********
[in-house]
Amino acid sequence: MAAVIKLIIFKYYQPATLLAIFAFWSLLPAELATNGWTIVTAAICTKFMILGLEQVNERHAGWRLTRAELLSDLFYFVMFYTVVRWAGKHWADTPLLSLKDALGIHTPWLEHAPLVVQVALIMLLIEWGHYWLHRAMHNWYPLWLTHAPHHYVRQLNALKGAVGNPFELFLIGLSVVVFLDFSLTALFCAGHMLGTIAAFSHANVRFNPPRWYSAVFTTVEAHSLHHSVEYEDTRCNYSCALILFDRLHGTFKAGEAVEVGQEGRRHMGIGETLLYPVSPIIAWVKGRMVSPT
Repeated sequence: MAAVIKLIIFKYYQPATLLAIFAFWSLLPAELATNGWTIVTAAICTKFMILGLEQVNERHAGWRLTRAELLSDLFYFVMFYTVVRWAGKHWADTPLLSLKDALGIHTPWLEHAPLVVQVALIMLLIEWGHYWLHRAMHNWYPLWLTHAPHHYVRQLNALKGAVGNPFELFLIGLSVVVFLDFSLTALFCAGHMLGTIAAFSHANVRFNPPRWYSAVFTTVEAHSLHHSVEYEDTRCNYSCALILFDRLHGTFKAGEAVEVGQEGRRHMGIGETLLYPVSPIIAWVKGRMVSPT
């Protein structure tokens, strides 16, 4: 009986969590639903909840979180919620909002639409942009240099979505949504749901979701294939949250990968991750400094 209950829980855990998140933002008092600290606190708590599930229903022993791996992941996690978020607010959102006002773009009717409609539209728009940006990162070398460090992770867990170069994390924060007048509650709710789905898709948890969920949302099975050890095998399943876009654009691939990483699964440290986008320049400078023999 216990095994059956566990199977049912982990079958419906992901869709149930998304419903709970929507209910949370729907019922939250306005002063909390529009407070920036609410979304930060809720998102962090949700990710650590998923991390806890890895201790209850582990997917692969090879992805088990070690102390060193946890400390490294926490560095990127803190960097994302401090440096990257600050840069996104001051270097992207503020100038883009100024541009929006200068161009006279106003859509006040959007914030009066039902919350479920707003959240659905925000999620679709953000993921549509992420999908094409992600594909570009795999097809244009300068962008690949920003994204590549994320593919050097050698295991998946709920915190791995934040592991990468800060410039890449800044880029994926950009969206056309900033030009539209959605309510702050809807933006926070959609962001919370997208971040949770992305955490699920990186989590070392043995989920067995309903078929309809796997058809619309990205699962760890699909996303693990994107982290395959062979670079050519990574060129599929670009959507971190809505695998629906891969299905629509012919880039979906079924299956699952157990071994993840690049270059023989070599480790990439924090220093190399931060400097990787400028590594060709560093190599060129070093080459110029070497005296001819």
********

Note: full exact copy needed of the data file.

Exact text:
[in-house]
Amino acid sequence: MAAVIKLIIFKYYQPATLLAIFAFWSLLPAELATNGWTIVTAAICTKFMILGLEQVNERHAGWRLTRAELLSDLFYFVMFYTVVRWAGKHWADTPLLSLKDALGIHTPWLEHAPLVVQVALIMLLIEWGHYWLHRAMHNWYPLWLTHAPHHYVRQLNALKGAVGNPFELFLIGLSVVVFLDFSLTALFCAGHMLGTIAAFSHANVRFNPPRWYSAVFTTVEAHSLHHSVEYEDTRCNYSCALILFDRLHGTFKAGEAVEVGQEGRRHMGIGETLLYPVSPIIAWVKGRMVSPT
Repeated sequence: MAAVIKLIIFKYYQPATLLAIFAFWSLLPAELATNGWTIVTAAICTKFMILGLEQVNERHAGWRLTRAELLSDLFYFVMFYTVVRWAGKHWADTPLLSLKDALGIHTPWLEHAPLVVQVALIMLLIEWGHYWLHRAMHNWYPLWLTHAPHHYVRQLNALKGAVGNPFELFLIGLSVVVFLDFSLTALFCAGHMLGTIAAFSHANVRFNPPRWYSAVFTTVEAHSLHHSVEYEDTRCNYSCALILFDRLHGTFKAGEAVEVGQEGRRHMGIGETLLYPVSPIIAWVKGRMVSPT
């Protein structure tokens, strides 16, 4: 009986969590639903909840979180919620909002639409942009240099979505949504749901979701294939949250990968991750400094 209950829980855990998140933002008092600290606190708590599930229903022993791996992941996690978020607010959102006002773009009717409609539209728009940006990162070398460090992770867990170069994390924060007048509650709710789905898709948890969920949302099975050890095998399943876009654009691939990483699964440290986008320049400078023999 216990095994059956566990199977049912982990079958419906992901869709149930998304419903709970929507209910949370729907019922939250306005002063909390529009407070920036609410979304930060809720998102962090949700990710650590998923991390806890890895201790209850582990997917692969090879992805088990070690102390060193946890400390490294926490560095990127803190960097994302401090440096990257600050840069996104001051270097992207503020100038883009100024541009929006200068161009006279106003859509006040959007914030009066039902919350479920707003959240659905925000999620679709953000993921549509992420999908094409992600594909570009795999097809244009300068962008690949920003994204590549994320593919050097050698295991998946709920915190791995934040592991990468800060410039890449800044880029994926950009969206056309900033030009539209959605309510702050809807933006926070959609962001919370997208971040949770992305955490699920990186989590070392043995989920067995309903078929309809796997058809619309990205699962760890699909996303693990994107982290395959062979670079050519990574060129599929670009959507971190809505695998629906891969299905629509012919880039979906079924299956699952157990071994993840690049270059023989070599480790990439924090220093190399931060400097990787400028590594060709560093190599060129070093080459110029070497005296001819």